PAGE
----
Meeting users where they are
Design together with engagement paths
Silicon Valley works to make products as quickly as possible so that the market can decide. Capitalism is the constraint that provides feedback as to whether a solution is viable. In this technology positivist approach towards product design, technology is at the center. Product-market fit is something that happens over time, through experimentation, if it happens at all.
Many products are just slowly abandoned by users over time. Or the inverse happens and the business behind a product fails, forcing the product to abandon its users. If you build it they will come is a poor excuse for a product strategy. For a product to be successful in the world it must meet its users where they are.
“If you build it they will come” is a poor excuse for a product strategy.
Where to start
Indi Young describes how users start along the path to discovering a technology solution. For people in the world to become a user of your product, they have to connect their own context with the product context. In Look at It Another Way, Indi gives an example of someone shopping for a bike example:
The people who designed the bike talk about what the bike can do, but the rider wants to find out what she can do.
While subtle, this extra work put on the customer adds up. Starting from a user’s point-of-view can eliminate work both for the user and the business. We’ve had great success in using an approach that helps balance the equation from what engages users to what maintains the business—engagement paths.
Engagement paths — a short introduction
Engagement paths add more context and flexibility than a user-journey map. They incorporate the business goals and objectives that are important to make a product successful. Stepping through the paths that users take to achieve their goals helps teams get on the same page.
Start from who you are making this product or service for and then sketch out an engagement path with your team. Think about what they’re doing already to identify their motivations and needs. From there you can continue down the path to see if your product aligns with their model of the world. Finally, assess what business goal is satisfied by their engagement.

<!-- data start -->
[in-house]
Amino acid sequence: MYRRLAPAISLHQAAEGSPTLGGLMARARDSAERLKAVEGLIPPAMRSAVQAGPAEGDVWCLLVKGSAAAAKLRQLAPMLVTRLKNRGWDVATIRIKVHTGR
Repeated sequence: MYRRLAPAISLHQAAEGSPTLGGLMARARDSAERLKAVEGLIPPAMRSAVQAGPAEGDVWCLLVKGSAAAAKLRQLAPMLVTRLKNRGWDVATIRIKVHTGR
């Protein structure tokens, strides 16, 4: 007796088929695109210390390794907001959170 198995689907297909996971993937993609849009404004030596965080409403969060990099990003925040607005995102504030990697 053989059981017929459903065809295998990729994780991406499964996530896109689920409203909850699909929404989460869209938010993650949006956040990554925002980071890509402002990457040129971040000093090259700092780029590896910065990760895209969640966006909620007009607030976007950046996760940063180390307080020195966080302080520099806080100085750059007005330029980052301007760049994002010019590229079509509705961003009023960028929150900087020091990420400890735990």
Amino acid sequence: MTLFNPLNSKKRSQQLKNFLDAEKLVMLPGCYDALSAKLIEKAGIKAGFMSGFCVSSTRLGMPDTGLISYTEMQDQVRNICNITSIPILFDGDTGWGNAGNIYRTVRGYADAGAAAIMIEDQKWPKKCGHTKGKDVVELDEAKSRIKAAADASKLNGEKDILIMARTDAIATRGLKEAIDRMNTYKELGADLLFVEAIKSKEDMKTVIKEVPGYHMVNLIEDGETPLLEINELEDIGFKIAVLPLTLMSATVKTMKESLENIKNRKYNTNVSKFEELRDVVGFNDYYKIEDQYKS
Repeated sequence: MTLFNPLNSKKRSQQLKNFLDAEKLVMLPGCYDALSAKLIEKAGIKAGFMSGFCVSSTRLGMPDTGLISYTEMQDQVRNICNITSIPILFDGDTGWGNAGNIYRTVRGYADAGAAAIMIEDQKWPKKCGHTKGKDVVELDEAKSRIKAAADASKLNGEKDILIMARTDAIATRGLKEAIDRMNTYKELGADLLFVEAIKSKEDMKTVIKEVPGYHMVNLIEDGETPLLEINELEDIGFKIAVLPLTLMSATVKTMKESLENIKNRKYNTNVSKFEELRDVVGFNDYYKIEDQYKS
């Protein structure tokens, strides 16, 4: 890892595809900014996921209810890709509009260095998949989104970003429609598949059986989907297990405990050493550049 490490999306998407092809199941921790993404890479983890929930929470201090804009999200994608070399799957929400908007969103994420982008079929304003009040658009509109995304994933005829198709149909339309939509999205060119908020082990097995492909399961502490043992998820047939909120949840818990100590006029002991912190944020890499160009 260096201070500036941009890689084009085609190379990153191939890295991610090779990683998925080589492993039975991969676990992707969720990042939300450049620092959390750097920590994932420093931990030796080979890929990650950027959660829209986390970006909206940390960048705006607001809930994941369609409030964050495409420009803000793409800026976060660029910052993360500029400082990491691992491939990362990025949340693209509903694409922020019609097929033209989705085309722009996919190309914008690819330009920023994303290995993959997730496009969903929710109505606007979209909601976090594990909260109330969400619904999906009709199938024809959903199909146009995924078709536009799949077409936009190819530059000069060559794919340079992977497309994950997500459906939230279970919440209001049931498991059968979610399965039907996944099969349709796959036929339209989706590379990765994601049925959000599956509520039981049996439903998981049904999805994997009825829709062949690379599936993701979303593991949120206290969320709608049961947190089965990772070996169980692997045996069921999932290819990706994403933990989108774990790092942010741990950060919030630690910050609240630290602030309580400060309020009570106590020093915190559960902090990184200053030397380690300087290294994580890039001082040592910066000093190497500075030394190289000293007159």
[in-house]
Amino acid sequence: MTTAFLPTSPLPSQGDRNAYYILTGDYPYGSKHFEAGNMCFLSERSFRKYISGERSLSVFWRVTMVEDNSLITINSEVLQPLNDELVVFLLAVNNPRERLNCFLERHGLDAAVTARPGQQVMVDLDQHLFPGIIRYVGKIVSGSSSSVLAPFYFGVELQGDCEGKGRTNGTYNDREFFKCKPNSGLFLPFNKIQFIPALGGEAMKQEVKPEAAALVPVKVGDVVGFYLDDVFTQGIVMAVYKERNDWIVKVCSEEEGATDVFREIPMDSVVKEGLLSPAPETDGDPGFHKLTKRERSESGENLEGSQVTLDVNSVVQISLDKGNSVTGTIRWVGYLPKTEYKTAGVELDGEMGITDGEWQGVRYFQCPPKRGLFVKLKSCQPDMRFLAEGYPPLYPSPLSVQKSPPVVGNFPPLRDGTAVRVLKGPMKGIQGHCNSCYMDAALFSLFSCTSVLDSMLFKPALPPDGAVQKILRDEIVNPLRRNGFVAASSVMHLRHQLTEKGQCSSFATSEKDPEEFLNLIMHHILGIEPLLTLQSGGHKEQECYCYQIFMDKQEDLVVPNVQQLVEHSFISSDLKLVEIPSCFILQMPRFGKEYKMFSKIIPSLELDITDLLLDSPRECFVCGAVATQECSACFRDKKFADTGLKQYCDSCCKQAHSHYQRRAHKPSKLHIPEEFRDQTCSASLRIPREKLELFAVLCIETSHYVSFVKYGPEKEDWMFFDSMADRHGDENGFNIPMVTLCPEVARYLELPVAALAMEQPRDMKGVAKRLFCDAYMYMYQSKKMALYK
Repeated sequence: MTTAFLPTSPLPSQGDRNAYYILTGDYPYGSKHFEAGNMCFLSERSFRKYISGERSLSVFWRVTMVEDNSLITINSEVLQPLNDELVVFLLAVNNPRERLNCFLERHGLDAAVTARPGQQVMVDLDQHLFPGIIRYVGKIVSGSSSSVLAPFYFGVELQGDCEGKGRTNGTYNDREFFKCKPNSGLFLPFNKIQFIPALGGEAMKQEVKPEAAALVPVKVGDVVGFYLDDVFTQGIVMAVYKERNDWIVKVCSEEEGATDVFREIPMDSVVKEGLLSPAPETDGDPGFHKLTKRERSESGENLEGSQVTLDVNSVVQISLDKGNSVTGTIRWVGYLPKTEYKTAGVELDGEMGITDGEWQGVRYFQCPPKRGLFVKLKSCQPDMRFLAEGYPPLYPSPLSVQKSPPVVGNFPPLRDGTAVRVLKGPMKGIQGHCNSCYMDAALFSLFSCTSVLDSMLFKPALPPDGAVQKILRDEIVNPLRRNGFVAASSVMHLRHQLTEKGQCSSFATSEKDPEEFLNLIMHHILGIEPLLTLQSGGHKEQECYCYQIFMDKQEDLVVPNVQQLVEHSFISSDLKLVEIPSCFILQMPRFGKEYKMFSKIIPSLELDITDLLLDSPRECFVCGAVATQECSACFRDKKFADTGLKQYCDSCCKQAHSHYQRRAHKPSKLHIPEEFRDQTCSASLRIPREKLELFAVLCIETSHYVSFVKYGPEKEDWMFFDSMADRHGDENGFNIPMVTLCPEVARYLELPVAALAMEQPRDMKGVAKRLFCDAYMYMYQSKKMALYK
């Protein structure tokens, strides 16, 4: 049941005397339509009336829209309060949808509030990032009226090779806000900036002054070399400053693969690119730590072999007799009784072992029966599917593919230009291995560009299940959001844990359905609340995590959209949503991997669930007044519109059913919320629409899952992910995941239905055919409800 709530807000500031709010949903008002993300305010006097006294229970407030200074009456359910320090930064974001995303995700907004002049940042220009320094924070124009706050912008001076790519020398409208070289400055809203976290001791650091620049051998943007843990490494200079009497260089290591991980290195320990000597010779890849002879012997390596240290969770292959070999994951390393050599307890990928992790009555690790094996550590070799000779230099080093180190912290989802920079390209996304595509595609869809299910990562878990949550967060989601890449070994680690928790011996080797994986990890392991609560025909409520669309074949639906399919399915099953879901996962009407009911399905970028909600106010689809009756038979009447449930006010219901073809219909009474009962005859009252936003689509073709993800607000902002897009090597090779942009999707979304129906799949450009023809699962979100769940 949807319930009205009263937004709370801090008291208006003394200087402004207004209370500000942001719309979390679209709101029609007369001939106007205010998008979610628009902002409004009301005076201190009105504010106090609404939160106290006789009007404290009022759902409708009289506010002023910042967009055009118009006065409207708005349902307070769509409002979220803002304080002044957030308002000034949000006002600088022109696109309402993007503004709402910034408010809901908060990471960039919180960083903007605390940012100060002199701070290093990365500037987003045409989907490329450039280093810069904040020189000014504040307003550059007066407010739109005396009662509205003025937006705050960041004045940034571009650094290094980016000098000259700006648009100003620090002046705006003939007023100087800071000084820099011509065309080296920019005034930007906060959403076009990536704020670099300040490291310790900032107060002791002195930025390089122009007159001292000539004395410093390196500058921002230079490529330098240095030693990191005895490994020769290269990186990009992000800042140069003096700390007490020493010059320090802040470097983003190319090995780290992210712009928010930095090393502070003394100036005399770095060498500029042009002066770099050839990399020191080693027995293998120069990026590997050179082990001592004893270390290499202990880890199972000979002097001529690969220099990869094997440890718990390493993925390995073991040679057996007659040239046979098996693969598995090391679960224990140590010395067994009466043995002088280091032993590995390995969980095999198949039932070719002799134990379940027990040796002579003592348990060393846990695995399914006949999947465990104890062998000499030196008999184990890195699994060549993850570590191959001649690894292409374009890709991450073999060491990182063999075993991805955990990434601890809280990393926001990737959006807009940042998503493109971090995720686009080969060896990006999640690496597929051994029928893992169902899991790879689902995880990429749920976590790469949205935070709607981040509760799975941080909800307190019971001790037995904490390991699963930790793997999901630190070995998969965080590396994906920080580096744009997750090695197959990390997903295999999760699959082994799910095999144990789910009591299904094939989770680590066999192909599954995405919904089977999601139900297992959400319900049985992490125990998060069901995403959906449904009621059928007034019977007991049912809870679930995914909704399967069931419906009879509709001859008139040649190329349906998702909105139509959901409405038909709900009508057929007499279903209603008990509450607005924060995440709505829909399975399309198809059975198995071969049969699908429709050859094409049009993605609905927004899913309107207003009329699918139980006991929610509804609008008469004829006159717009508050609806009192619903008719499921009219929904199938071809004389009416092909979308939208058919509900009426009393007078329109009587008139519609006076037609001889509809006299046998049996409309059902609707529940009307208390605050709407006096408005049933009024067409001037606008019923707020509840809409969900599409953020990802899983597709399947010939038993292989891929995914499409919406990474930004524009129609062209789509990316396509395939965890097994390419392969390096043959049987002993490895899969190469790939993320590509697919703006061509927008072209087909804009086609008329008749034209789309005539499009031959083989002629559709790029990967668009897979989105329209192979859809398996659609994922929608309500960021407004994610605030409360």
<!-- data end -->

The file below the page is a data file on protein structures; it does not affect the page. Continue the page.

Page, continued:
A shift in point-of-view
I decided to study computer science to become an engineer because I enjoyed how engineering made science and math concrete. Making something proved the models I was learning and gave them relevance. The real world served as an important constraint and helped refine my understanding of theories I learned in math and physics class. I could go out and test the implementations I had made immediately.
The fights you have when you’re trying to build a compiler or interpret a robot’s sensors are largely about creating an accurate model to facilitate the desired functionality. Collaboration in this context is about pushing back on the assumptions of your peers. You make a better model together as a group. And “better” is proven quickly. It either works or it doesn’t.
When you program, you take the point-of-view of the machine.
— Ellen Ullman “Life in Code”
Just like you can’t make good software without a solid model, you can’t make something useful just by running validation tests. There’s no compiler for design. You have to start with understanding people. Everybody says this, but very rarely do teams embrace this approach because stepping away from code feels like a risk to a company’s bottom line. When you start with understanding people you ensure that your model bridges to how they see the world. Instead of merely just building out from the point-of-view of the machine, you start with the point-of-view of a user.
In my career I went from designing and building user interfaces to design research and strategy. Instead of just making something and then waiting to see if it stuck, I decided to switch the order of operations. I don’t write production code anymore for a living. I’m having different fights now.
In a technology positivist approach towards interface design, the technology is at the center. It’s expensive to make software or hardware so instead we start with approximations of the final product.
We argue and fight about those artifacts for a while until we decide enough is enough and it’s time for implementation. Then new fights emerge where we argue about how closely the implementation matches the artifacts that we had already agreed upon, that were promised. And in all of this we’re miles from the important fights, the good fights — meeting users where they are.
Even if that doesn’t match your design process exactly, you’re probably still saving the good fights for the end. Instead of build, measure, and then learn, where finally you can gauge users’ engagement with your product — start with engagement. Come to Mule February 22nd to learn about how to use engagement paths to collaborate with your team.